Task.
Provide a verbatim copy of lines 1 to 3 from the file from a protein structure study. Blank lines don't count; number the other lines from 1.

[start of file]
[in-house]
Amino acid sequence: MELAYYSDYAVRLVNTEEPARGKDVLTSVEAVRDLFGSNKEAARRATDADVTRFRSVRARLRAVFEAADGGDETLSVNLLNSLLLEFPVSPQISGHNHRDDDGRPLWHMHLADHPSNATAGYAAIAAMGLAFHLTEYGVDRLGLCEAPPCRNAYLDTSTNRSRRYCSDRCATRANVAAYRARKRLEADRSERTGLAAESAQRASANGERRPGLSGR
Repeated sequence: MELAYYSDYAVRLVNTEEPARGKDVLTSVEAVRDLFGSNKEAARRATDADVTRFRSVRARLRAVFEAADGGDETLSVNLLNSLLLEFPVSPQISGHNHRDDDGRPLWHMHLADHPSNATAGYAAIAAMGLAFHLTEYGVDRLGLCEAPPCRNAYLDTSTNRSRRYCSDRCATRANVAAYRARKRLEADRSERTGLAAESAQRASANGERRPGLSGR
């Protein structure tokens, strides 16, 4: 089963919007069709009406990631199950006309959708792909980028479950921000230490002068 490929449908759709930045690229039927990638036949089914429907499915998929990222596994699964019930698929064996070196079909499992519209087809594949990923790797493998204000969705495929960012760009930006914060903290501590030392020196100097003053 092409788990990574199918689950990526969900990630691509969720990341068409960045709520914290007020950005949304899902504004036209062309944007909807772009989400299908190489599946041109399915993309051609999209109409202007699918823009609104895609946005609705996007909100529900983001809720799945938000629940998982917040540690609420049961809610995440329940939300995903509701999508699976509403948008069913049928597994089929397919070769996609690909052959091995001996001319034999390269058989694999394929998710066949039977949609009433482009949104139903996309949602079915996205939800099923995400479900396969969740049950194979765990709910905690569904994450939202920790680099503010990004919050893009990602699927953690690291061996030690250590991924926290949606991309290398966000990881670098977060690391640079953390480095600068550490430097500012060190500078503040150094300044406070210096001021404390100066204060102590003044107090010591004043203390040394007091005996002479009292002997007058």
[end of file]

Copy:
[in-house]
Amino acid sequence: MELAYYSDYAVRLVNTEEPARGKDVLTSVEAVRDLFGSNKEAARRATDADVTRFRSVRARLRAVFEAADGGDETLSVNLLNSLLLEFPVSPQISGHNHRDDDGRPLWHMHLADHPSNATAGYAAIAAMGLAFHLTEYGVDRLGLCEAPPCRNAYLDTSTNRSRRYCSDRCATRANVAAYRARKRLEADRSERTGLAAESAQRASANGERRPGLSGR
Repeated sequence: MELAYYSDYAVRLVNTEEPARGKDVLTSVEAVRDLFGSNKEAARRATDADVTRFRSVRARLRAVFEAADGGDETLSVNLLNSLLLEFPVSPQISGHNHRDDDGRPLWHMHLADHPSNATAGYAAIAAMGLAFHLTEYGVDRLGLCEAPPCRNAYLDTSTNRSRRYCSDRCATRANVAAYRARKRLEADRSERTGLAAESAQRASANGERRPGLSGR